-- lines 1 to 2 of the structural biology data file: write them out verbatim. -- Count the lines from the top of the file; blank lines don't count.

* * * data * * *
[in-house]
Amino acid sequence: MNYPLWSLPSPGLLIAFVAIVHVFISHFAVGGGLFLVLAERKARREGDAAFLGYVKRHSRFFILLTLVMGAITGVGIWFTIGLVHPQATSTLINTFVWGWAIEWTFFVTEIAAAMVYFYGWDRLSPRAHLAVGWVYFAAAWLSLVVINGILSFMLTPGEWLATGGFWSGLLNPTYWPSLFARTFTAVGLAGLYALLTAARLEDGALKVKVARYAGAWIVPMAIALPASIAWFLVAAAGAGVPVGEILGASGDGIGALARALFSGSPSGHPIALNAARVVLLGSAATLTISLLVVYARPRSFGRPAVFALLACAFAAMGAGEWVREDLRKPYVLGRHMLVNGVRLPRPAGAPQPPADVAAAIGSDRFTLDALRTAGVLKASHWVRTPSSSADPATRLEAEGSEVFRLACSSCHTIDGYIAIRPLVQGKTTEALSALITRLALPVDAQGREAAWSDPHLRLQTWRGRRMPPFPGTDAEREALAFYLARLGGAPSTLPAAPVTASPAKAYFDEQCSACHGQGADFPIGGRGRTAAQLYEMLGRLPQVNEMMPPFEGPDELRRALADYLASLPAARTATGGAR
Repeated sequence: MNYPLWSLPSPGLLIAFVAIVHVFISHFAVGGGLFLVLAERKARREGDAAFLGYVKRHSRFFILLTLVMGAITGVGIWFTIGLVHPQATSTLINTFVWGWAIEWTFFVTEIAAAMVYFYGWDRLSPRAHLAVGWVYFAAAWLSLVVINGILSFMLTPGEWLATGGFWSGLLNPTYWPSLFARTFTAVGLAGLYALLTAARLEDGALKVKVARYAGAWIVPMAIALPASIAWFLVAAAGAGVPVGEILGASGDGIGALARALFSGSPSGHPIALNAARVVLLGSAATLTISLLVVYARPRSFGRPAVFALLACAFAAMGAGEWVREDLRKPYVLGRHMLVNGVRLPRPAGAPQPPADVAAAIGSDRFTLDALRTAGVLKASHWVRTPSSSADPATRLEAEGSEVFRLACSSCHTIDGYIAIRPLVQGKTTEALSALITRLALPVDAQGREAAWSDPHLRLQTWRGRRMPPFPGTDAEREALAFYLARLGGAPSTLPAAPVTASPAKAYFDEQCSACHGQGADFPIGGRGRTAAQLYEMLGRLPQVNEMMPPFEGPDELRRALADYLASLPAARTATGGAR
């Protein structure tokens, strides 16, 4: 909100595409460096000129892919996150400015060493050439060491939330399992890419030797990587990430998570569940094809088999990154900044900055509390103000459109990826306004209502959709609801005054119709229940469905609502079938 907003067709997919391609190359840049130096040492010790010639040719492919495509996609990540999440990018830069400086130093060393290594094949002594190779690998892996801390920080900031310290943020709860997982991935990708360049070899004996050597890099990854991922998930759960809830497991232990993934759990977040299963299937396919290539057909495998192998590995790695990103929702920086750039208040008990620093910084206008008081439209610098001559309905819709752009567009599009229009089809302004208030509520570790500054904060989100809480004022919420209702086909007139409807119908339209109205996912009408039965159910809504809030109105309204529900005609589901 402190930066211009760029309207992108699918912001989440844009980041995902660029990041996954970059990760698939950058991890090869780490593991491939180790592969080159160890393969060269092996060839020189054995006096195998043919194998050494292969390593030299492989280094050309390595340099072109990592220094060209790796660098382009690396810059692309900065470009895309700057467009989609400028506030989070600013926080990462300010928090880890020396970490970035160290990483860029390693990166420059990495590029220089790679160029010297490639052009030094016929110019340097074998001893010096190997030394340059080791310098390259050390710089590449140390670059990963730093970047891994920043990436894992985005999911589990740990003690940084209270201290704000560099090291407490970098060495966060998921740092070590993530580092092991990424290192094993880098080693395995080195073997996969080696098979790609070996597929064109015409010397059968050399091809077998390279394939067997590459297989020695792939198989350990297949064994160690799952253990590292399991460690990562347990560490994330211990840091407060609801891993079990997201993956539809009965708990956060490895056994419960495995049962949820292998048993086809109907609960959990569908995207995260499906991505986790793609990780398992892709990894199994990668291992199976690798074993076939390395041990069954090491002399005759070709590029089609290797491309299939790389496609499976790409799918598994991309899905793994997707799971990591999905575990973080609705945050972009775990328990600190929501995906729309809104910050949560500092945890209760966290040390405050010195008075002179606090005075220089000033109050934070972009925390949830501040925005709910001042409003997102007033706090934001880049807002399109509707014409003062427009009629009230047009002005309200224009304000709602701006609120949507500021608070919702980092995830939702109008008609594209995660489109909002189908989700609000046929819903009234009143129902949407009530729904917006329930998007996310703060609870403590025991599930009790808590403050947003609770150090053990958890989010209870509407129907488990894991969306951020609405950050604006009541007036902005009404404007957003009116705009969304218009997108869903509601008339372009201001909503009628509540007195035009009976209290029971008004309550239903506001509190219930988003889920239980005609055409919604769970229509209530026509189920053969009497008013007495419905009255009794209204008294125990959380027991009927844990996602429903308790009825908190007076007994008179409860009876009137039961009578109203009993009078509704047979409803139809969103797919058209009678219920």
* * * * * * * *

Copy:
[in-house]
Amino acid sequence: MNYPLWSLPSPGLLIAFVAIVHVFISHFAVGGGLFLVLAERKARREGDAAFLGYVKRHSRFFILLTLVMGAITGVGIWFTIGLVHPQATSTLINTFVWGWAIEWTFFVTEIAAAMVYFYGWDRLSPRAHLAVGWVYFAAAWLSLVVINGILSFMLTPGEWLATGGFWSGLLNPTYWPSLFARTFTAVGLAGLYALLTAARLEDGALKVKVARYAGAWIVPMAIALPASIAWFLVAAAGAGVPVGEILGASGDGIGALARALFSGSPSGHPIALNAARVVLLGSAATLTISLLVVYARPRSFGRPAVFALLACAFAAMGAGEWVREDLRKPYVLGRHMLVNGVRLPRPAGAPQPPADVAAAIGSDRFTLDALRTAGVLKASHWVRTPSSSADPATRLEAEGSEVFRLACSSCHTIDGYIAIRPLVQGKTTEALSALITRLALPVDAQGREAAWSDPHLRLQTWRGRRMPPFPGTDAEREALAFYLARLGGAPSTLPAAPVTASPAKAYFDEQCSACHGQGADFPIGGRGRTAAQLYEMLGRLPQVNEMMPPFEGPDELRRALADYLASLPAARTATGGAR